However, this is not the way many women experience the church. As one godly young female leader in my church said, ‘I’m not saying it is a good thing, but if I had fallen pregnant, I cannot imagine telling my pastors.’

Effectively, we have weaponised our doctrine, and the collateral damage is lonely, ashamed young women, with nowhere to turn.

And so, fearful of condemnation and rejection, and facing very real practical difficulties, a woman, often pressured by her boyfriend and sometimes by relatives, has an abortion.

The very sexual ethic that is meant to promote joyful obedience to God has become an instrument of shame by which bad choices are multiplied.

Effectively, we have weaponised our doctrine, and the collateral damage is lonely, ashamed young women, with nowhere to turn.

So what should we do?

There seem to be two main answers among Christians.

Those of us on the Left, I think, can be social justice cowards. [But] on the Right, there is a rush to legislate and make abortion illegal.

On the Left, there is often silence. In order to form collaborations with other organisations – especially secular or progressive groups – on other genuinely important issues like climate change and domestic violence, Christians on the Left tiptoe around abortion.

As a result, their policy platforms sometimes appear indistinguishable to those of non-Christian groups, and are welcomed in the inner city with very little of the outrage that Jesus seemed to cause.

They aren’t pro-life. They are just pro-birth.

Those of us on the Left, I think, can be social justice cowards.

On the Right, there is a rush to legislate and make abortion illegal. In the US, many conservative Christians cannot stand Donald Trump. Nonetheless, they were urged to vote for him so that conservative judges might be appointed to the Supreme Court, the Roe vs Wade case overturned and abortion criminalised.

The problem is that these laws target women and don’t make provision for support for single mothers, extended paid maternity leave, affirmative action or other initiatives that might make parenting possible.

They aren’t pro-life. They are just pro-birth.

We need to ask: what will make it possible to have an unexpected baby?

Recriminalising abortion will only return us to the days of the backyard abortion industry, and courts refusing to pass judgment on doctors out of concern for the safety of women.

If you gave me the keys to parliament and the power to pass just one piece of legislation – to recriminalise abortion – I’m not sure I could do it.

In fact, I don’t think either of these avenues, Left or Right, offers a solution. Instead, we need to ask, what will make it possible to have an unexpected baby?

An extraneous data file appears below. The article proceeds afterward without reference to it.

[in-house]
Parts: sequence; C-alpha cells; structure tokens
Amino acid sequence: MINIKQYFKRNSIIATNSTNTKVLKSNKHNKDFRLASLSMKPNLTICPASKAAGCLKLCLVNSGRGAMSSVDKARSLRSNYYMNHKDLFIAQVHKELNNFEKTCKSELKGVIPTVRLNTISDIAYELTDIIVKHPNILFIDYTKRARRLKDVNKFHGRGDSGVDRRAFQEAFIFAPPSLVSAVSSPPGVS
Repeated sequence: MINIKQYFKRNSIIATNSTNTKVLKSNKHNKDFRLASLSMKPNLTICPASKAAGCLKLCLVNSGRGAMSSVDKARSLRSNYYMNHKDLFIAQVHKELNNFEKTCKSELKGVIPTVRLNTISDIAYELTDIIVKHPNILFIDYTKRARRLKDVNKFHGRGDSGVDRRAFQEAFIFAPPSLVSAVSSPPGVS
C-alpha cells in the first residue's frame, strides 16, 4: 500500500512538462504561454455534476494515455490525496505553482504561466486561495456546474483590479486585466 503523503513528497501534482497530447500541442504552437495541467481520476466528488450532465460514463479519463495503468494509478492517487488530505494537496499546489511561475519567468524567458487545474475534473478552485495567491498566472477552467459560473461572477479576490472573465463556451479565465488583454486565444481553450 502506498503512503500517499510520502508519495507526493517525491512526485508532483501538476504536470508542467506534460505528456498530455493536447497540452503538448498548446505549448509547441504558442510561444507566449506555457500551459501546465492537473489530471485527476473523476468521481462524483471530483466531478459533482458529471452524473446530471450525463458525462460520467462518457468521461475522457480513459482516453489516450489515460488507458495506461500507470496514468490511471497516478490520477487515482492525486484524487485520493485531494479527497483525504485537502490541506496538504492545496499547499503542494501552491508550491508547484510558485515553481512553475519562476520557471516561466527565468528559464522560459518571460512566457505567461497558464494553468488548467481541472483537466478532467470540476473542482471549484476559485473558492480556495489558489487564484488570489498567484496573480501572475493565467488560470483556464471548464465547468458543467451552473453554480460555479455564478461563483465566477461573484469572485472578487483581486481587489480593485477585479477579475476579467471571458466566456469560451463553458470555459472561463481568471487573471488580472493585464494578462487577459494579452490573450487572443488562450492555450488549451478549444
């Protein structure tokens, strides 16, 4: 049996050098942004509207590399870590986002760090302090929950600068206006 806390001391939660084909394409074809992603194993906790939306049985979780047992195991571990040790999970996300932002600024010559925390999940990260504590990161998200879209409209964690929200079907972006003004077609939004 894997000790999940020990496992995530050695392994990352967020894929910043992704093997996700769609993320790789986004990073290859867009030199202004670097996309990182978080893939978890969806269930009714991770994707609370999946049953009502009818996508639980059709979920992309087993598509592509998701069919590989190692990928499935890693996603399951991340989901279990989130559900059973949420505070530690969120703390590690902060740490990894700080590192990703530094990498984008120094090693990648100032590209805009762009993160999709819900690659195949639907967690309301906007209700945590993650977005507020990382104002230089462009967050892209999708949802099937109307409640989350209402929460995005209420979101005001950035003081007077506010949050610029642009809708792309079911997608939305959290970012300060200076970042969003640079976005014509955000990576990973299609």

And this means dealing with our culture of shame and hidden sin, and changing the material options. It means creating possibility and choice where there appeared to be none before. And this means beginning with the church.

…our secular society does not have the resources on its own to create options.

Women seeking abortions from a range of backgrounds have described experiencing only two options: either ‘my life is over’ or ‘the life of this new child is over’.

The women surveyed in one study of attitudes in the United States agreed that abortion was taking a life, but also that God would forgive them, ‘because a woman in such a crisis has no real choice.’[4]

The simple reality is that our secular society does not have the resources on its own to create options. It lacks the imagination to conceive of solutions beyond the usual scarcity-driven economics.

We are not primarily a moral community; we are a forgiven community.

The church, however, draws upon the imagination and provision of God. The church is called to embody a different set of possibilities – older families taking responsibility for financial provision for young unwed mothers, while they train for a trade or complete uni; young men challenged to take responsibility for the outcomes of their sexuality and finding fulfilment in parenthood rather than international travel; a recapturing of the central Christian doctrine of adoption and prizing entering a family by gift above entering a family by birth.

And above all, the church is called to embody grace. Not licence, and not an abandonment of God’s good vision for sexual flourishing.

I hope to see more babies born to unmarried Christian women than in the world around us.

We are not primarily a moral community; we are a forgiven community, and we are called create spaces where forgiveness of the repentant is assured.

I hope to see more babies born to unmarried Christian women than in the world around us, because it is my prayer that they will not abort their children.

I hope that the church will celebrate the birth of every one of these children and we will celebrate the courage of every one of these women.

Because this is who we are.

Mike Paget is senior minister at St Barnabas Broadway, Sydney.

 

[1] ‘Briefing on Abortion Legislation for Standing Committee – May 2009’, Social Issues Executive, 5
[2] ‘Economics as reason for abortion’
[3] Ewing, Women and Abortion, Women’s Forum Australia: 2005, 6
[4] Paul Swope, ‘Abortion: A failure to communicate’, First Things

(Visited 3,296 times, 1 visits today)

Book Icon

Related Reading

Related stories from around the web

Eternity News is not responsible for the content on other websites

Comments

More